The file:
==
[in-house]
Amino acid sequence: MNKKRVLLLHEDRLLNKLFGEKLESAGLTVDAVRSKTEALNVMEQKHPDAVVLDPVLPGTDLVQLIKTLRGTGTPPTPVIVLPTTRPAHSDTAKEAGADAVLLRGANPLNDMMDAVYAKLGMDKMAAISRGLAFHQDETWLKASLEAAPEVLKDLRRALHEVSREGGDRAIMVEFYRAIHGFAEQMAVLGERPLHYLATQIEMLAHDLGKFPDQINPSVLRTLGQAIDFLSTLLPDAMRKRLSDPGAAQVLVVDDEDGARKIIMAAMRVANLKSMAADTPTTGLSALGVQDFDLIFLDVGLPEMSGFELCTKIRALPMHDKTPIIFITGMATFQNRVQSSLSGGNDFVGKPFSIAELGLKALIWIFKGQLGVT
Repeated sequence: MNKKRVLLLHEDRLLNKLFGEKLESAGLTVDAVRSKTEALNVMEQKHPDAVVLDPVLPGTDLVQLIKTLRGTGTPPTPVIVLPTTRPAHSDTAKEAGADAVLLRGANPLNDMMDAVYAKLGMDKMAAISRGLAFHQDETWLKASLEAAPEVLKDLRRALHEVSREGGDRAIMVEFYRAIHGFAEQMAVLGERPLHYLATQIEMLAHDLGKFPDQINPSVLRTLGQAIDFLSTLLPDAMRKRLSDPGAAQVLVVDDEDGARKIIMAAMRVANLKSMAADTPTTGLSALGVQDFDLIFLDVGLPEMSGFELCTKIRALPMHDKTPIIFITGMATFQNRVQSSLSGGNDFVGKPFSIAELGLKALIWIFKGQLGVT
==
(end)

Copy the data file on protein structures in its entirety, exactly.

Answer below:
[in-house]
Amino acid sequence: MNKKRVLLLHEDRLLNKLFGEKLESAGLTVDAVRSKTEALNVMEQKHPDAVVLDPVLPGTDLVQLIKTLRGTGTPPTPVIVLPTTRPAHSDTAKEAGADAVLLRGANPLNDMMDAVYAKLGMDKMAAISRGLAFHQDETWLKASLEAAPEVLKDLRRALHEVSREGGDRAIMVEFYRAIHGFAEQMAVLGERPLHYLATQIEMLAHDLGKFPDQINPSVLRTLGQAIDFLSTLLPDAMRKRLSDPGAAQVLVVDDEDGARKIIMAAMRVANLKSMAADTPTTGLSALGVQDFDLIFLDVGLPEMSGFELCTKIRALPMHDKTPIIFITGMATFQNRVQSSLSGGNDFVGKPFSIAELGLKALIWIFKGQLGVT
Repeated sequence: MNKKRVLLLHEDRLLNKLFGEKLESAGLTVDAVRSKTEALNVMEQKHPDAVVLDPVLPGTDLVQLIKTLRGTGTPPTPVIVLPTTRPAHSDTAKEAGADAVLLRGANPLNDMMDAVYAKLGMDKMAAISRGLAFHQDETWLKASLEAAPEVLKDLRRALHEVSREGGDRAIMVEFYRAIHGFAEQMAVLGERPLHYLATQIEMLAHDLGKFPDQINPSVLRTLGQAIDFLSTLLPDAMRKRLSDPGAAQVLVVDDEDGARKIIMAAMRVANLKSMAADTPTTGLSALGVQDFDLIFLDVGLPEMSGFELCTKIRALPMHDKTPIIFITGMATFQNRVQSSLSGGNDFVGKPFSIAELGLKALIWIFKGQLGVT